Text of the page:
A silver box came from Russia. What was in it made me cry.

Sometimes we create our story, and other times it creates us…

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I was just like every other kid in junior high. Twelve year old Liz with big red glasses, shoulder length sandy blonde hair and teeth that were begging for some braces. My arms and legs were too lanky for my body and everything I did was awkward. Painfully awkward.

I was just like any other junior higher, except for one thing. I lived in Irkutsk, Russia. My family moved to Siberia when I was eleven and it remained my home until I was thirteen. Those long Siberian winters and their stories are preserved deep in this soul. The food, the smells, the sights. The people. Mostly the people.

I don’t think you could separate those experiences from me. They are so woven into my perspective, thoughts and dreams that to remove them would be to unravel me altogether. Russia marked me.

But something has happened since I’ve moved back. More and more years have gone by since those days, and it seems smaller and smaller. Not to me. Never smaller to me. But when people learn that I used to live there, I get riddled with questions. And the answers go something like this:

I only lived there for two years. 

No, I don’t really speak Russian anymore. If I am around it then it will come back, but sadly I am no longer fluent at the drop of a hat.

Umm, no. No I haven’t gone back. Yea, I know it was a long time ago.

I bet you are right. A lot has probably changed since I’ve been there.

Oh, really? You lived in Spain for eight years. Yeah, I’d love to hear about it. 

At the end of the conversation I am left feeling a bit small. Like people expected more from me. Or I am surrounded by people who have lived overseas longer, currently speak Russian or have visited since I lived there years ago. I don’t remember the answers to their questions. Suddenly, I feel a bit disqualified. Probably like a guy who played junior high football would feel surrounded by college players. Still a football player – but not really compared to them.

And it hurts when something so significant to you seems insignificant to someone else. So I don’t bring it up all the time. I hate feeling that it wasn’t that big of a deal. So I hold it tucked next to my heart and only share it with the people who make it that close.

But yesterday something happened.

A friend of ours, Ryan, visited Russia this summer on a mission trip. While there he spent time in Irkutsk and he came back with a gift for me – a gift from Natasha. After trying to figure out which Natasha, cause there are like a billion of them there, I learned it was from my friend who lived near us in our first apartment. She was one of my very first friends in Irkutsk.

Now as an adult, she attends the church that my family moved there to start. And when Ryan came to work with that church, she sent back a box for me. A box that made me cry.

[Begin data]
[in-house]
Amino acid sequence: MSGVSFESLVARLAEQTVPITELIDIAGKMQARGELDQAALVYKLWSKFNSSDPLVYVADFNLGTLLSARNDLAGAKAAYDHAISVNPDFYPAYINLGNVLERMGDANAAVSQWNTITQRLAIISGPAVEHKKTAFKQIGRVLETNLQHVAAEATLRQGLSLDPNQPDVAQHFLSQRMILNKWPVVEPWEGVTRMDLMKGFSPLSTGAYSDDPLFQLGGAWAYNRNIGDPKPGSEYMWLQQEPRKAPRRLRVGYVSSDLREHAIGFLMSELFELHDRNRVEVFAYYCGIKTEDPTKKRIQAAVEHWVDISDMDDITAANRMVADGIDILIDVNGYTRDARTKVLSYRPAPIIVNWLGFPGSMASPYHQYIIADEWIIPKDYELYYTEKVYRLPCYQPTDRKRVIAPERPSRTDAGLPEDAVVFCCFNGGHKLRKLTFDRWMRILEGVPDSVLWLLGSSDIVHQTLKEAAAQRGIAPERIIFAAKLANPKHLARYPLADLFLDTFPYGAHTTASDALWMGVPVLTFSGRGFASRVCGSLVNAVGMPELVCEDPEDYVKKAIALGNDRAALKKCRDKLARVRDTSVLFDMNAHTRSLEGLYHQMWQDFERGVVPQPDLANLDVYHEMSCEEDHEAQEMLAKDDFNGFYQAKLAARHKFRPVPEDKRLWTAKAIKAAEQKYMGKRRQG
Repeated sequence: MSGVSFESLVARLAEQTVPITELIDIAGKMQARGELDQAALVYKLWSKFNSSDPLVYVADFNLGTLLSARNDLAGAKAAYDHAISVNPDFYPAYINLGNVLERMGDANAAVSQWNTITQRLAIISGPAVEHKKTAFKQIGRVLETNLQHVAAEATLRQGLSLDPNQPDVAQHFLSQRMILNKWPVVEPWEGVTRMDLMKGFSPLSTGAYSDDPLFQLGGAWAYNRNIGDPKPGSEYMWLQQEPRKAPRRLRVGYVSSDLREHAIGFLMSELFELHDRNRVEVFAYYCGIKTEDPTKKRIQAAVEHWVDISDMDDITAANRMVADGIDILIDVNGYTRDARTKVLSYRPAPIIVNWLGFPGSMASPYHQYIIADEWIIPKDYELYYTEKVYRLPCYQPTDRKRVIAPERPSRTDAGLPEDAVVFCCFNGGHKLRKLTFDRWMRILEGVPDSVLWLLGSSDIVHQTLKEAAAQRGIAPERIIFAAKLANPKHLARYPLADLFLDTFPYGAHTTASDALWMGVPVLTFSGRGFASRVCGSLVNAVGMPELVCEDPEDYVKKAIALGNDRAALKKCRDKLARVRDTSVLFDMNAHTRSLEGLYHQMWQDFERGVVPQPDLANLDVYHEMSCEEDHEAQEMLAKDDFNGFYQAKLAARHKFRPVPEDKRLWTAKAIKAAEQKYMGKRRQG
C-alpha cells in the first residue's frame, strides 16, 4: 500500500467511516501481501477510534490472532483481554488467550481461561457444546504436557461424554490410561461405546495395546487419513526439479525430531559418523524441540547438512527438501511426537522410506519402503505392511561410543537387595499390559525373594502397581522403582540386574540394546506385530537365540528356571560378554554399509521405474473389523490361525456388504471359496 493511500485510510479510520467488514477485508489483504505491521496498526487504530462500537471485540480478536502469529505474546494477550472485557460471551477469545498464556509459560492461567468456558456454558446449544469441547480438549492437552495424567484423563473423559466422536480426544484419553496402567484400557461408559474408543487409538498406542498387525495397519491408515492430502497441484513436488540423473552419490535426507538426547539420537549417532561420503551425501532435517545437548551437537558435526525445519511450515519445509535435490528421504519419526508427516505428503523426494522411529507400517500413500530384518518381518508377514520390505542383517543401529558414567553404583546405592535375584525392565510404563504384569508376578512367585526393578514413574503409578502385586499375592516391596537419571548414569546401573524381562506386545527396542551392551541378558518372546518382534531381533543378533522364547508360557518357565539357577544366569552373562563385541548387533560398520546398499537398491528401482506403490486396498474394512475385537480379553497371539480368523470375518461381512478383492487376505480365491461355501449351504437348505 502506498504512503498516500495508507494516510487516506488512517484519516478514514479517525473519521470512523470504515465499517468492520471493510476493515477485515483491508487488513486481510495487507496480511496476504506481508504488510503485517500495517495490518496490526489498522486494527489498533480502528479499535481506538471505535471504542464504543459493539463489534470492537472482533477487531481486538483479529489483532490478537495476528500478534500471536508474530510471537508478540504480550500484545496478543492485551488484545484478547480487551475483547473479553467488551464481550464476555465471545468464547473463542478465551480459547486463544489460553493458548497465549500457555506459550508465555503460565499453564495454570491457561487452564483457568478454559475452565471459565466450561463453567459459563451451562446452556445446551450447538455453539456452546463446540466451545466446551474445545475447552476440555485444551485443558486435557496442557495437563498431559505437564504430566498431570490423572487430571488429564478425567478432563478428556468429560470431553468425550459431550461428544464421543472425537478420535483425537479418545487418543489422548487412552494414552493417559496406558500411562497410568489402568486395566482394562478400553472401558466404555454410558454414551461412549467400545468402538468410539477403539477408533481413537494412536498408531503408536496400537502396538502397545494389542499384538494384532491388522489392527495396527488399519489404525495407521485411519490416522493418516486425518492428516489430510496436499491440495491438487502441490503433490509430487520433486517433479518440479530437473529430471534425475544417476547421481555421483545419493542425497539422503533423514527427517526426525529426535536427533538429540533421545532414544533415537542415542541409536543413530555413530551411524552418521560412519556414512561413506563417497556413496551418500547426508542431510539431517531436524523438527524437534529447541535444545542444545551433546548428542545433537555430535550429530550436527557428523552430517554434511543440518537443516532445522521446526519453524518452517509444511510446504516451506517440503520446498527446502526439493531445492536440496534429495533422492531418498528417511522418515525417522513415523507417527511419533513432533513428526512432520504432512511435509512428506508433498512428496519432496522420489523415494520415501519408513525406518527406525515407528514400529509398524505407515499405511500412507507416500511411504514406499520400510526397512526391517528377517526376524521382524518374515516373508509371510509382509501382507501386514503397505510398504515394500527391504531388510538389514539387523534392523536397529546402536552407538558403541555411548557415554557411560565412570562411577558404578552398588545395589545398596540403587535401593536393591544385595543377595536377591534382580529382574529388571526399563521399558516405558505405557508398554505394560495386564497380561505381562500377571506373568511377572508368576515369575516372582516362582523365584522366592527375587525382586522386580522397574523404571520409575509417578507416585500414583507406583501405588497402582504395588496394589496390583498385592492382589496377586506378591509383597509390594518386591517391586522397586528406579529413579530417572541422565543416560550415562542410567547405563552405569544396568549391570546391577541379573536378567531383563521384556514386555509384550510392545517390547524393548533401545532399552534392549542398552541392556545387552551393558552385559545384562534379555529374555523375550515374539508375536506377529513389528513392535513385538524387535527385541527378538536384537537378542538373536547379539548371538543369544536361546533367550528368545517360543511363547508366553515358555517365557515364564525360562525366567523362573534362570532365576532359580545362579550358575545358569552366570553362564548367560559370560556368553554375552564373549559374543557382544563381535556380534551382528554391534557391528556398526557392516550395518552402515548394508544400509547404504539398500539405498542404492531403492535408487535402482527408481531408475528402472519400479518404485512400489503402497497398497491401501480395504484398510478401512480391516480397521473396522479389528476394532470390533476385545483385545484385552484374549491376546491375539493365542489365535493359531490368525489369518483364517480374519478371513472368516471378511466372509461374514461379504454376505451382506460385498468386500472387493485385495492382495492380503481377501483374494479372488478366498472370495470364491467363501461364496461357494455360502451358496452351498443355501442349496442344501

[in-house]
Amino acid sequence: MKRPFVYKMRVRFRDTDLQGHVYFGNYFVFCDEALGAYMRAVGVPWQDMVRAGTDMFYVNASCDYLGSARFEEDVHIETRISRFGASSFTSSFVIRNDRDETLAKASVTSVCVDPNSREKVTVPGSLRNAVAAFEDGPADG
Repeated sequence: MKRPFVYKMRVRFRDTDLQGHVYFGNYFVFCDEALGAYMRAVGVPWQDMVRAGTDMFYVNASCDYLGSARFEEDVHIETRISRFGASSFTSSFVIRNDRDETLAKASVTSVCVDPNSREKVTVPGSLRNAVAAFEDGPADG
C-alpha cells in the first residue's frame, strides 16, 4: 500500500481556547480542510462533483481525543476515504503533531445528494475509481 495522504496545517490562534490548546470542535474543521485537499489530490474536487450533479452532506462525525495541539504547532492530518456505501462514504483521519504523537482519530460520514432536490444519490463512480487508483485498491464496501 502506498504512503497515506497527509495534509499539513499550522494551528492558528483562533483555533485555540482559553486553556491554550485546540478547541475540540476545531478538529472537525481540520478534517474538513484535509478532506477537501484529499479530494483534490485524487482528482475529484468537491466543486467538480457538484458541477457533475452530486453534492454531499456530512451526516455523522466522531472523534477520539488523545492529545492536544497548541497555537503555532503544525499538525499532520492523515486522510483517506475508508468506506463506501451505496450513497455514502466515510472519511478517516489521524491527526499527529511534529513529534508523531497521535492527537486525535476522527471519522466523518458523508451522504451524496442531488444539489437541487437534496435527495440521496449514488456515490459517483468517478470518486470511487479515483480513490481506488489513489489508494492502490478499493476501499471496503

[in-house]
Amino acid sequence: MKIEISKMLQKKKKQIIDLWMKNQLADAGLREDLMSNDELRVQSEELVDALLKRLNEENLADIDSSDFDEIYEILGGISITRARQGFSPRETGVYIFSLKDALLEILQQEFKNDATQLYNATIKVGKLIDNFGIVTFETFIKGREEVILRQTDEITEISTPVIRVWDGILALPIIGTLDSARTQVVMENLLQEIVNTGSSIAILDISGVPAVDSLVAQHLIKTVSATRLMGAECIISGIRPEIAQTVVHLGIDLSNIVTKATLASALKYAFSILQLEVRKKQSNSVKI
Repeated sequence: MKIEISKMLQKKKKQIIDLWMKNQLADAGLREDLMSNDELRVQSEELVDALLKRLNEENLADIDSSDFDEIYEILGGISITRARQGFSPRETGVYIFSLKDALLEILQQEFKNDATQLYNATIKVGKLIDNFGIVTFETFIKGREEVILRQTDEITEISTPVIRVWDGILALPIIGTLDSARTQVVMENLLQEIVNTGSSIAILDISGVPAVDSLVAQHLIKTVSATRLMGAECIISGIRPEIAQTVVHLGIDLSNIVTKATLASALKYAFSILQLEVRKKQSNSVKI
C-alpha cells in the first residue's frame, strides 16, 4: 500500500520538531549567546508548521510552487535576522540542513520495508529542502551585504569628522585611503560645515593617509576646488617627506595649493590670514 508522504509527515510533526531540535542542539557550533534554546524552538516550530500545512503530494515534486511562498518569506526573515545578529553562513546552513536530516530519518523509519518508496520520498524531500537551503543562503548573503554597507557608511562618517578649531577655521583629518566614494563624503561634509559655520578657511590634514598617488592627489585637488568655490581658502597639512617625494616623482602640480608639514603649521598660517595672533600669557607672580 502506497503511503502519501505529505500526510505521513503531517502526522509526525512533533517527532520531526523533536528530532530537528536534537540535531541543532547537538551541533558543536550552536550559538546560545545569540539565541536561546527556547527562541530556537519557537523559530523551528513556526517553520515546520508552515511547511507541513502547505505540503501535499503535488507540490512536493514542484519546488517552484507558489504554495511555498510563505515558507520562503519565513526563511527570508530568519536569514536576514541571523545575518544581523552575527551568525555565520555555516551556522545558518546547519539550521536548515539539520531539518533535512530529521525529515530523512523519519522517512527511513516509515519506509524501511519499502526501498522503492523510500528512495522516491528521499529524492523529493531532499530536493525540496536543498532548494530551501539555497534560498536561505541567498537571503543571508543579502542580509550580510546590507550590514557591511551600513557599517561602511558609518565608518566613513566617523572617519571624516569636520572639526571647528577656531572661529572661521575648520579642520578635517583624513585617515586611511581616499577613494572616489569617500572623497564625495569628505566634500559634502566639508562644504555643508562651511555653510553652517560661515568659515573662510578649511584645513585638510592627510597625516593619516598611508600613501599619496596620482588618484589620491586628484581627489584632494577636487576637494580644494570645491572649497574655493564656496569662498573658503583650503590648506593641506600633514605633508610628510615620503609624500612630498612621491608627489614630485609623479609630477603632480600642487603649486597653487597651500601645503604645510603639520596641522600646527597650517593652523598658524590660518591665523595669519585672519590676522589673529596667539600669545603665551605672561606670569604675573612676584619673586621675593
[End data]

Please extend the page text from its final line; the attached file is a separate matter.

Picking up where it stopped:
There was a sweet note that was written in English, but with that distinct Russian handwriting – “ To Elizabeth with love from Siberia.”.

Each item brought back a flood of memories. A beautiful box made of birch wood – carved by the hands of a people I love so much. A Christmas ornament that will go front-and-center on my tree this year, I assure you. Some yummy chocolates to have with a cup of hot tea. And then, I opened the silver box. Inside was a bag of meringue cookies.

I just stared. How could she possibly remember that? Tears came. She remembered. Natasha remembered.

Those cookies were one of my favorite things in the world. Any time I passed a stand or kiosk selling them I would always stop. There was a bakery down the road from my house that sold them and I went nearly every afternoon after school. And she remembered.

Peel back the layers of time, the change of government, the loss of language, the nineteen years since I had seen Natasha… and it was all still there. Because it happened. Because I was there.

So, what if others have more international experience than I do? Or more language skills. Or more up-to-date information on the country. So what if in a conversation among expats my experience doesn’t compare to theirs.

It is my story. And Natasha knows it.

All of us feel the same way to a degree. Our story is big to us, but compared to another’s it seems to lose a bit of its glitter. Making the rounds at parties we don’t feel we have anything interesting to say, because sometimes we fear that the things that have become part of us are only average.

We look at people and decide within our minds that our stories are not worth telling. At least not loudly.

If I had a magic wand, I would do what Natasha did for me. I would send you a silver box and inside would be that thing that helps remind you of your story. The love you lost, the book you started to write, the college degree you loved but didn’t set you apart. You would pull out your junior varsity swim jacket and rock that thing in front of Michael Phelps himself. Or that high school basketball trophy? Shoot I’d send that to you with a chain so you can wear it like a baller. ‘Cause it’s your story and it is worth telling.

And while your life may not be the thing of best-selling novels or Oscar-winning films – it matters to you and to the people you shared those stories with. And it matters to God who composed the whole thing Himself with a beautiful vision that we can’t even begin to touch in our wildest imaginations.

Natasha, who I haven’t seen in almost twenty years, sent me cookies and it tells my story. I don’t know what is in your silver box, but you know what? I hope you tweet it, Instagram it, share it with the world. ‘Cause it’s your story and it’s worth telling.

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